From the Ship
Amory and Judy Lovins: Envisaging a World which is Thriving, Verdant and Secure
Amory Lovins and Judy Hill Lovins live in the Rocky Mountains in Colorado, US, 2200 metres above sea level. Affectionately referred to as "the banana farm" by the pair—after the tropical fruits grown in their greenhouse—their home is the embodiment of their shared values: to use energy efficiently, reduce one's carbon impact on the planet, and live in harmony with nature. Peace Boat participants listened in awe as the couple described the long list of energy-saving technologies which feature in their "combustion-free" house: 16-inch thick walls which eliminate the need for any heating; "super windows" containing microscopically thin layers of gases which let in light but prevent heat leakage; solar panels on the roof which produce their electricity; and super-efficient appliances such as dishwashers and fridges which save energy.
In his first lecture on Peace Boat, Amory Lovins—co-founder and Chief Scientist of the Rocky Mountain Institute and one of the world's foremost experts on renewable energy—persuasively made the case for transitioning from oil to renewable energy sources. Sharing research and statistics produced by his "think-and-do tank", he illustrated how efficient energy use and renewable energy production are not only imperative to protect the environment, but also economically advantageous. In 1975, the US government insisted that the energy required to make a dollar of GDP could never go down. Since then it has decreased by 55 per cent in 40 years, in line with Lovins' prediction. That reduction is in part due to the "integrative design" developed by Lovins and his team. Optimizing vehicles, buildings, and factories as whole systems, not isolated components, Lovins explains, can often make big energy savings cost less than small or no savings, turning diminishing returns into expanding returns.
Closing nuclear power plants to save money, reduce carbon emissions, and minimize risk is also a must, according to Lovins. In his second lecture, he described how Japan's energy monopolies and the government's protectionist policies have prevented renewable power from competing with fossil fuel and nuclear stations. Using data from European countries, China and the US, Lovins demonstrated how the decline of nuclear energy is inevitable based on economic principles, and that the transition to renewable energy sources will also lead to enhanced social and environmental benefits, as well as geopolitical stability—essential to the achievement of the UN Sustainable Development Goals. "If we focus on outcomes and not motives, we can achieve results that we all want, but for different reasons, without gridlock and conflict. We can turn energy into a unifying source of social cohesion and order," observed Lovins, astutely. Komatsu Masumi, a Peace Boat participant who attended both lectures shared her thoughts: "Japan has the technology to harness its renewable energy resources; I hope more Japanese people will become aware of the benefits of renewable energy and demand this transition soon."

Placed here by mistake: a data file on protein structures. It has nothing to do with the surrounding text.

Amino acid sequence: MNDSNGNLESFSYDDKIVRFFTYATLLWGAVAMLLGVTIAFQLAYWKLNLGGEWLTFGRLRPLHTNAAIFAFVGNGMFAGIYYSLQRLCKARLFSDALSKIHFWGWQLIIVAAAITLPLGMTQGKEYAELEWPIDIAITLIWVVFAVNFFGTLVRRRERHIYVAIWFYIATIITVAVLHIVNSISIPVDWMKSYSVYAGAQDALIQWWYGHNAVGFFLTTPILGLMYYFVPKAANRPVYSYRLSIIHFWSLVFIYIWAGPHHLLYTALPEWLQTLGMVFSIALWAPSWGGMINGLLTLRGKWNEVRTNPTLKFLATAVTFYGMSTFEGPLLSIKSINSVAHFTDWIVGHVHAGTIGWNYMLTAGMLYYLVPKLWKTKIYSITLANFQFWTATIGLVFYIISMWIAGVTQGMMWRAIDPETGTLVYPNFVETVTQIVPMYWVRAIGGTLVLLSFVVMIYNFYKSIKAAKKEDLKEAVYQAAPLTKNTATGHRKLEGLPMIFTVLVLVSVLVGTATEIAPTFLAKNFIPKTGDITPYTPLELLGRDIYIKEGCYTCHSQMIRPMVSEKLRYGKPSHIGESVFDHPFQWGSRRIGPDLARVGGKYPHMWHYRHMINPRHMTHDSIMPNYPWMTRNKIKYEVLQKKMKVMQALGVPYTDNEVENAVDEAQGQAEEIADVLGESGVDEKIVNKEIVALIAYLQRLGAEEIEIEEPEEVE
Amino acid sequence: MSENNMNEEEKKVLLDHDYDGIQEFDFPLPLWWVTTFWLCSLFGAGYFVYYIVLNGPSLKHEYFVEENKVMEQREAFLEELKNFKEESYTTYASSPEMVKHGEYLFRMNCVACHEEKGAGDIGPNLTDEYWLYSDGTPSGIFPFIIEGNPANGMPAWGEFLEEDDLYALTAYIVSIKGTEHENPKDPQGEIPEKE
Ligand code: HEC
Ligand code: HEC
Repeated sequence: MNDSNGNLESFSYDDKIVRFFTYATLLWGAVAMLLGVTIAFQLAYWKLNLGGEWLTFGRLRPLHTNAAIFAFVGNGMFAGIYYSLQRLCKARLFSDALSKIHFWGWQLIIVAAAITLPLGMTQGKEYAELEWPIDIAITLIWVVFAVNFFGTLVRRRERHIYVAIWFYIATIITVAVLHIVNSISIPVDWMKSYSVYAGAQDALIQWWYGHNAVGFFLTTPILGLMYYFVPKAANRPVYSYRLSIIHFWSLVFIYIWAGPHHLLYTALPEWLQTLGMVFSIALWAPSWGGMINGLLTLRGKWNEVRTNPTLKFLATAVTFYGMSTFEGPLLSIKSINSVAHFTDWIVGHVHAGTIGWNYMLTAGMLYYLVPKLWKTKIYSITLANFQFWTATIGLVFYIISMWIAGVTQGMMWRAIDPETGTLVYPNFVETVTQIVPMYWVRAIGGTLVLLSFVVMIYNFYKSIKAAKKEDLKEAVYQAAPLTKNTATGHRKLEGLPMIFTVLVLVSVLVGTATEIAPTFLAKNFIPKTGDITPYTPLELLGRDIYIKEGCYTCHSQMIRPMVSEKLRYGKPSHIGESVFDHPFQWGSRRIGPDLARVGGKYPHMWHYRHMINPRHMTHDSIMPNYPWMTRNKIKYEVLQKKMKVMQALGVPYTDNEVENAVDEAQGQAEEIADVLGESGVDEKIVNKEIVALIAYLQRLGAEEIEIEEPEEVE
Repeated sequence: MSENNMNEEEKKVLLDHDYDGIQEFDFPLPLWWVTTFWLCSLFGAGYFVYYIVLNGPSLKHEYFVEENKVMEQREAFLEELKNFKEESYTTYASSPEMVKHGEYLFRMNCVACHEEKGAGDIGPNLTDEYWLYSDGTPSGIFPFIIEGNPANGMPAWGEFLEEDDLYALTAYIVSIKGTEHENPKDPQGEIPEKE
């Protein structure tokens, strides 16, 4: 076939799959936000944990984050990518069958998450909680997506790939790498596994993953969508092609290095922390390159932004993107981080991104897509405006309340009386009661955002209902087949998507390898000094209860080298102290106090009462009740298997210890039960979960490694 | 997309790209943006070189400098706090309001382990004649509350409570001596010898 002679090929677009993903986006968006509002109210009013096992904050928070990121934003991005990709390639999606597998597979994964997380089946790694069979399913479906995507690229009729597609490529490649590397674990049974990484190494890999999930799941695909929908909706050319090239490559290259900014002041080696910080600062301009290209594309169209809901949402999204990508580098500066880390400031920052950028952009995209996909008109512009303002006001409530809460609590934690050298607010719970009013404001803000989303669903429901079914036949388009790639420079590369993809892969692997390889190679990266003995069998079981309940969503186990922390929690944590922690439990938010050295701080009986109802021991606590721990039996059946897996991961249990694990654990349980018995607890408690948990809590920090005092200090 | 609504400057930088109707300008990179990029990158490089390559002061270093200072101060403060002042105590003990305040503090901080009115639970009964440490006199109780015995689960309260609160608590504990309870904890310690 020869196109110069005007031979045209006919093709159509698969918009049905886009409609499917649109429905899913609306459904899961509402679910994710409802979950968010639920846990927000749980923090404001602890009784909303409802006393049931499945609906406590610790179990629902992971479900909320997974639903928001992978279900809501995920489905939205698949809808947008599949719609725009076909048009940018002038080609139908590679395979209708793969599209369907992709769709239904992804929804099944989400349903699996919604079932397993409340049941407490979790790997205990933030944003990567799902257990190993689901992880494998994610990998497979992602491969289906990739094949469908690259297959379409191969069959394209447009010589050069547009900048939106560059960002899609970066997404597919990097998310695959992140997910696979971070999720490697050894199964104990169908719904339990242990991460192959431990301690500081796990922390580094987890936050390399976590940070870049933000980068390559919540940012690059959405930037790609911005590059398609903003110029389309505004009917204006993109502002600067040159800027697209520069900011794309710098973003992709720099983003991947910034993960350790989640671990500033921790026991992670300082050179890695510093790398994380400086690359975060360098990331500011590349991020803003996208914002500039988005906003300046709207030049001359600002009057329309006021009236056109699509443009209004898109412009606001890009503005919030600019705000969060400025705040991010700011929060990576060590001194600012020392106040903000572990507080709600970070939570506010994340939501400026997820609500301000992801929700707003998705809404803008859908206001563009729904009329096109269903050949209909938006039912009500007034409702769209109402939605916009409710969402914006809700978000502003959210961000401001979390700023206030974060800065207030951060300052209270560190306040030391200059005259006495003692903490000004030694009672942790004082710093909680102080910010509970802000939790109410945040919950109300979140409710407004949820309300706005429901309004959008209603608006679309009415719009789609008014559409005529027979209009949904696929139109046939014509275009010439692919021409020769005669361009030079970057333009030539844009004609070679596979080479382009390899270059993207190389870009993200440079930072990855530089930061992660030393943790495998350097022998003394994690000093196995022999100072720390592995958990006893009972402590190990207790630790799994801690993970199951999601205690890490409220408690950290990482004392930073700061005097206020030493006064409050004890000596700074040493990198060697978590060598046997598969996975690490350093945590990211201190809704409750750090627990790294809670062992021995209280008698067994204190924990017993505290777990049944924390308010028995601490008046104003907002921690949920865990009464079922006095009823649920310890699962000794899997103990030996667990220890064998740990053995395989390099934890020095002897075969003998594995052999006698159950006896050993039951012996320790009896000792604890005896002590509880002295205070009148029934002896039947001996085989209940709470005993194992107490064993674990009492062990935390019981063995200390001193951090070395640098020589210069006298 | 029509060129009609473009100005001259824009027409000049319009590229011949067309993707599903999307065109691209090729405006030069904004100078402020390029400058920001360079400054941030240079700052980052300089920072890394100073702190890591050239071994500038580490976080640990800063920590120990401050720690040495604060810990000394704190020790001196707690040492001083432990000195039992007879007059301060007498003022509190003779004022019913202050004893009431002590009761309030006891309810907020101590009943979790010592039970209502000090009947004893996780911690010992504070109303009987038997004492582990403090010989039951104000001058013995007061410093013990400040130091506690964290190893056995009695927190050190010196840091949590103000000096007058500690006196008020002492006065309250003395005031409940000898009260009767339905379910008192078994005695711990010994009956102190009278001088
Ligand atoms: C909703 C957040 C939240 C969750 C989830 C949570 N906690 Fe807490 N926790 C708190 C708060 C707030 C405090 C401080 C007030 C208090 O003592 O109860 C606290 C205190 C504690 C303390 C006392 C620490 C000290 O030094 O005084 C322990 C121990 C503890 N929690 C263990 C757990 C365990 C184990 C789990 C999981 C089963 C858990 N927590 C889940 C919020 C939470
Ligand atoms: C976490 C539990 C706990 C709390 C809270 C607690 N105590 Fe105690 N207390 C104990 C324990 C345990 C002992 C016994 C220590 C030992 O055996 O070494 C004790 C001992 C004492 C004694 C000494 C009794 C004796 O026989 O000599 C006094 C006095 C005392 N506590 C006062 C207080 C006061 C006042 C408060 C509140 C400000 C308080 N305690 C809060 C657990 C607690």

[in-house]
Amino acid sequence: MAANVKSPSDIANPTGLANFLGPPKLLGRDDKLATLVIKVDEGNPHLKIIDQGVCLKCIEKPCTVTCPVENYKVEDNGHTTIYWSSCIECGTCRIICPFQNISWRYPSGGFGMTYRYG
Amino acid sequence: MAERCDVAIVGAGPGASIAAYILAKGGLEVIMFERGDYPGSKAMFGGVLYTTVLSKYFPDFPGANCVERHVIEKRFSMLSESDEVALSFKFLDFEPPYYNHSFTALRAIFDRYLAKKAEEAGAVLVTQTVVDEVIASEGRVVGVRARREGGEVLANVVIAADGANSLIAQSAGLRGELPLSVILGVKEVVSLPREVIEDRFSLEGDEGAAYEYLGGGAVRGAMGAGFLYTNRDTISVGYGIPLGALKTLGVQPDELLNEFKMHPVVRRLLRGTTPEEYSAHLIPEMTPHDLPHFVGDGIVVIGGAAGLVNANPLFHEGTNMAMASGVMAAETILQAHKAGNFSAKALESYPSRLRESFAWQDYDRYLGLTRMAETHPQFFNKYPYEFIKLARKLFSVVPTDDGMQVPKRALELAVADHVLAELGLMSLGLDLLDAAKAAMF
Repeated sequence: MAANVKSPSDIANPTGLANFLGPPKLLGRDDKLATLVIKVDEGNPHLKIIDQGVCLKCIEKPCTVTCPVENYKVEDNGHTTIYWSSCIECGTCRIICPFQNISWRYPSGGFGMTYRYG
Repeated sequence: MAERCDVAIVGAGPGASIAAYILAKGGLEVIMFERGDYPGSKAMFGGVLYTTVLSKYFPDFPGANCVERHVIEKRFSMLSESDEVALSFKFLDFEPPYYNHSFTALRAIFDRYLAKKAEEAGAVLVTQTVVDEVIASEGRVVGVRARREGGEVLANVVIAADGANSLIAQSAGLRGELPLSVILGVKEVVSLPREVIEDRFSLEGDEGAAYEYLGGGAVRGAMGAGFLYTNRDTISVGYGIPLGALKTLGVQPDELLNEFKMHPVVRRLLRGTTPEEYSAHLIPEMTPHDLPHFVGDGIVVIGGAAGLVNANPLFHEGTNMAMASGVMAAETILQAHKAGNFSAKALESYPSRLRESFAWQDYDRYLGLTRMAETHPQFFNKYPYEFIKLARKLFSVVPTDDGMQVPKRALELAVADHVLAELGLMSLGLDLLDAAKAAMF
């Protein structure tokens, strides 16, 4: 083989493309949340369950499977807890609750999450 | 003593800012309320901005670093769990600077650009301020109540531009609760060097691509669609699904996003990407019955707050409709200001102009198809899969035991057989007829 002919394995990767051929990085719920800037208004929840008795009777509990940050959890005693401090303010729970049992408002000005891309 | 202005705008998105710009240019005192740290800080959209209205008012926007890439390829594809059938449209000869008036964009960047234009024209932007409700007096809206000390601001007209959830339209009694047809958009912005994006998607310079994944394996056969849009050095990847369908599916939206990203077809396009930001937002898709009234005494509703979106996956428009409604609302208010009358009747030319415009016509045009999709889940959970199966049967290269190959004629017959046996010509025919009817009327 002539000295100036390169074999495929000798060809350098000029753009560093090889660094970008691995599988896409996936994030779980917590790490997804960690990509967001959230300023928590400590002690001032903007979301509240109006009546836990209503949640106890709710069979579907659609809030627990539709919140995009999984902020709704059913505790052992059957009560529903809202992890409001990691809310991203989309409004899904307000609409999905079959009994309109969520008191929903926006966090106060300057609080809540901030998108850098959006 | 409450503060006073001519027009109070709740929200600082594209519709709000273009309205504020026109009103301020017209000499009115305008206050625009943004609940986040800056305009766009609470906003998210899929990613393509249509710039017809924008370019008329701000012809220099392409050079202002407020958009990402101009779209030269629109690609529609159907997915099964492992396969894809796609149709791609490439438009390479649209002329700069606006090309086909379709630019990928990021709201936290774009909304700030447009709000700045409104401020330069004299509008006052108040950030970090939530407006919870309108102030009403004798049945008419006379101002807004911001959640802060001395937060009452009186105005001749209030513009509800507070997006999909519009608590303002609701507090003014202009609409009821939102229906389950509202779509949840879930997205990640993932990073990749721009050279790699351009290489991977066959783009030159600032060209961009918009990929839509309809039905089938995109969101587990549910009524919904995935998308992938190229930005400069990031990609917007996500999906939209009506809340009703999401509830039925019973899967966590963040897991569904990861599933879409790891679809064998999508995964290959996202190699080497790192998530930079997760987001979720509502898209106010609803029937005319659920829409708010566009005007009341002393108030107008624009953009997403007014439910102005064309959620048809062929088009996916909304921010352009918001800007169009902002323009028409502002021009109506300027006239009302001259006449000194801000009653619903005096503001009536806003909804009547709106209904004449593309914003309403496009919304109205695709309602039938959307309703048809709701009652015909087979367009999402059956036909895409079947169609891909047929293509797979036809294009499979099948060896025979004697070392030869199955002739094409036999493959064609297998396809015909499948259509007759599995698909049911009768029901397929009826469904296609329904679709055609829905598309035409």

As a fine art landscape photographer with over 40 years of experience, Judy Hills Lovins shares her husband's deep appreciation of the natural world. With her expansive, vibrant photographs which capture the fragile beauty of nature, she offers people the opportunity to enjoy the great outdoors even when indoors. While travelling on Peace Boat, she held a series of interactive workshops geared towards honing one's mobile phone photography skills. "The best camera is the one you have with you—and most of you always have a mobile phone with you," Lovins exclaimed.
During the workshops, participants learned the basics of good composition and lighting—both fundamental elements in all types of photography. They also received tips on how to maximize the quality of their mobile phone photographs, for example by using accessories such as a mini tripod, and by editing photographs using specialized mobile phone applications. Her expert knowledge came just in time for the two-day expedition to Antarctica, during which participants had the opportunity to apply their new-found skills in enchantingly beautiful landscapes. Although their time on the boat was limited, the Lovinses were able to impart a wealth of knowledge which participants could reflect upon and apply to their daily lives.